What Is the Best Cooktop?

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When choosing a cooktop for your kitchen, your options are no longer limited to gas and standard electric. Electric and gas cooktops are still readily available, of course, but you now have the option of an induction cooktop too. While this is likely the first decision you make, many more will follow as you narrow the field and find the best cooktop for you and your family.

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The best cooktop is one that fits your particular budget and cooking style. If you want to go top of the line, choose a brand-name induction cooktop with easy-to-clean electronic controls and a pan sensor that will turn off the cooktop if you forget.

Cooktop vs. Range

Before buying a cooktop, make sure that doing so is the best option for you. Essentially a cooktop with an oven built in underneath it, a range enables you to buy one appliance instead of two. This saves space in a small kitchen and is less expensive than buying a cooktop and a wall oven, which are two separate appliances. Unless you have room at the end of your kitchen countertop, a range means leaving a gap in your counters and the cabinets beneath them that is large enough to accommodate the appliance.

A cooktop works a bit differently in that there can be kitchen cabinets beneath the appliance. You will, however, need to cut a hole in your countertop to install it in much the same way that you would install a drop-in sink. You will have much greater flexibility in your kitchen design with a cooktop, however, and you can even install it in your kitchen island if you like.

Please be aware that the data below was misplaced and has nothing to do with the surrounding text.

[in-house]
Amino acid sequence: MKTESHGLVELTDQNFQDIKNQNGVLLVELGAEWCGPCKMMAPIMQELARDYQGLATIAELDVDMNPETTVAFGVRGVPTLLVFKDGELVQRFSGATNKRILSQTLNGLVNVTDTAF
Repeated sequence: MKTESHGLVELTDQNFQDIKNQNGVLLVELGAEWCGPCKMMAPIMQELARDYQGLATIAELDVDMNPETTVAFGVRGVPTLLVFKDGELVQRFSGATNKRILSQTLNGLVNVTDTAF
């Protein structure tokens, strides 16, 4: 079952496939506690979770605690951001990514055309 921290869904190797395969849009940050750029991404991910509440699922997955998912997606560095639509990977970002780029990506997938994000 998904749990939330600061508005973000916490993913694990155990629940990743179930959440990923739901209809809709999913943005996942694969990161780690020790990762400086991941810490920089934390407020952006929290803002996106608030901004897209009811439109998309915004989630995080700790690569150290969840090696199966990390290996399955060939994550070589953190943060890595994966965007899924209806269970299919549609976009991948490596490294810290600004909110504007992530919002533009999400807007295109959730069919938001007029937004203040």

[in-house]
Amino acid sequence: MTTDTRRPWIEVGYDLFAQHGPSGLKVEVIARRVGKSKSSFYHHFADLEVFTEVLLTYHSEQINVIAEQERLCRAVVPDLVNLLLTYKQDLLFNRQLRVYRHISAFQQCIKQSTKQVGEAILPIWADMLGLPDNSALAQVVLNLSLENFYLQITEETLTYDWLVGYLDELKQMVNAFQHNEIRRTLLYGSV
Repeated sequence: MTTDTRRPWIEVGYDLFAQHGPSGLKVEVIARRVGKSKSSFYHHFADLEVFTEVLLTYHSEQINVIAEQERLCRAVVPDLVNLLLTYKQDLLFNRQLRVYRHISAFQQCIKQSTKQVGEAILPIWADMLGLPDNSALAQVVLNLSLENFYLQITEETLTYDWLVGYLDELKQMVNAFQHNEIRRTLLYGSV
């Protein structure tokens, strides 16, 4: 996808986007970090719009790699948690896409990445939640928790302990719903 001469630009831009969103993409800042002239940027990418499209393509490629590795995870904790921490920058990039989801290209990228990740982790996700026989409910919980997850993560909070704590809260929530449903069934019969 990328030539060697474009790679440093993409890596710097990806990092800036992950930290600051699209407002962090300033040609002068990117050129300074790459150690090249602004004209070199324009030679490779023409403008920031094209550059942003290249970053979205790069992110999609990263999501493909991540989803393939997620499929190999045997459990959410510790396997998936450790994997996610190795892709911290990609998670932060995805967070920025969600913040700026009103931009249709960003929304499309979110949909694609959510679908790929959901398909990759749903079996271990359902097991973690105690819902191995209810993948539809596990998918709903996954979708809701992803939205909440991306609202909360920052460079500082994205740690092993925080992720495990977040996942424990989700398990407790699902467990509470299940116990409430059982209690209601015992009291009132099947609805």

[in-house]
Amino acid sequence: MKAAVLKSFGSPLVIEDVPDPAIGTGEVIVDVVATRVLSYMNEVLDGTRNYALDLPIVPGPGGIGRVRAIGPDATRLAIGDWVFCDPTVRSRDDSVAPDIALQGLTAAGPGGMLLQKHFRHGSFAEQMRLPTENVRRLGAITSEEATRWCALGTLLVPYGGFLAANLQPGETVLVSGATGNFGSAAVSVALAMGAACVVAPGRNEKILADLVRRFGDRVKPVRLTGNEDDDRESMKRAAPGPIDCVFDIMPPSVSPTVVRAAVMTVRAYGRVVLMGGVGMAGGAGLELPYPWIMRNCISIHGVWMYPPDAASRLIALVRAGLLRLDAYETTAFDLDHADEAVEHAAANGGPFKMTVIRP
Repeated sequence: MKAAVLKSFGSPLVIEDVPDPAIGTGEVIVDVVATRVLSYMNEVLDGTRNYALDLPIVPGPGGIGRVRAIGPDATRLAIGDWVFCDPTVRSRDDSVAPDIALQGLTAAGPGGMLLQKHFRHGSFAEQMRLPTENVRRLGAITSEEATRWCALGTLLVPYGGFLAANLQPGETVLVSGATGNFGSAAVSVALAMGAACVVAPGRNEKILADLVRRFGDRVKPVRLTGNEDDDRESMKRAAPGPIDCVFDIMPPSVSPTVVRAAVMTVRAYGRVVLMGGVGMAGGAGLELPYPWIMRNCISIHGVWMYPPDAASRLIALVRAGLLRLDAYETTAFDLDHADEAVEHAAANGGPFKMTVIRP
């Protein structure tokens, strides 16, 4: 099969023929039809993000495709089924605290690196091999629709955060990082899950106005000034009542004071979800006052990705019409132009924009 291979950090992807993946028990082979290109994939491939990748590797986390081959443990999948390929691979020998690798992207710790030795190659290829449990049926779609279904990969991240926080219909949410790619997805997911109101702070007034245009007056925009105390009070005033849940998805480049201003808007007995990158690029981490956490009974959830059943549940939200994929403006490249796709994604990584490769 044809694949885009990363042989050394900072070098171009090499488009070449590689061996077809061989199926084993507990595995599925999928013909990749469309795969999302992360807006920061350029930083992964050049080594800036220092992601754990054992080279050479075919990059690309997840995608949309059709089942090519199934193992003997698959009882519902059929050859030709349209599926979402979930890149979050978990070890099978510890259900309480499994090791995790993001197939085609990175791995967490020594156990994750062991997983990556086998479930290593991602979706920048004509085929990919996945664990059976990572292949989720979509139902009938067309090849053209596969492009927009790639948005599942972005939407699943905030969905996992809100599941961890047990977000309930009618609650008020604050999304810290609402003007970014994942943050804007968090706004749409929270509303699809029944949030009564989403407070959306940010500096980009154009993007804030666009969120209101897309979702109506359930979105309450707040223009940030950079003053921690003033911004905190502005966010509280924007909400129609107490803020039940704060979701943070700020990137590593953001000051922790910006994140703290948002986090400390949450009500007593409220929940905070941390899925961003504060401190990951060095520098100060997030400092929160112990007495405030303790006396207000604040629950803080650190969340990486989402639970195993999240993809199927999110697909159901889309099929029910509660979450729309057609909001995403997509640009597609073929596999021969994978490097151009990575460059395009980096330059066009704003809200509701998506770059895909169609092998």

Another benefit of the cooktop and wall oven combination is that it improves the workflow when more than one person is in the kitchen. It also allows you to buy your appliance in different sizes if, for example, you want an oven that is wider than your cooktop.

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The Gas Cooktop

Typically fed by a natural gas line, gas cooktops are quite popular among home chefs. Gas cooks quickly and evenly while giving you superior control over cooking temperatures. If your home doesn't have natural gas but your street does, you can have your gas company run a line to your home for a fee. You can also opt for a model that runs on propane and get a tank installed in your yard, but you will need to check local zoning laws and requirements first.

Many gas cooktops and stoves now feature double burners with a small ring in the middle and a larger one on the outside of the burner. The smaller ring is perfect for simmering food, and the outer ring is excellent for quickly boiling water or pan searing.

When using gas, you actually sit your pot on top of a metal trivet above the actual burner. Look for a gas cooktop with a continuous trivet that covers the entire surface rather than with a separate trivet for each burner. A continuous trivet lets you easily slide pots and pans from one burner to the next. Choose basic cast iron grates rather than enamel ones, as bare cast iron lasts longer.

Whenever you install a gas appliance in your home, install carbon monoxide detectors as well.

The Electric Cooktop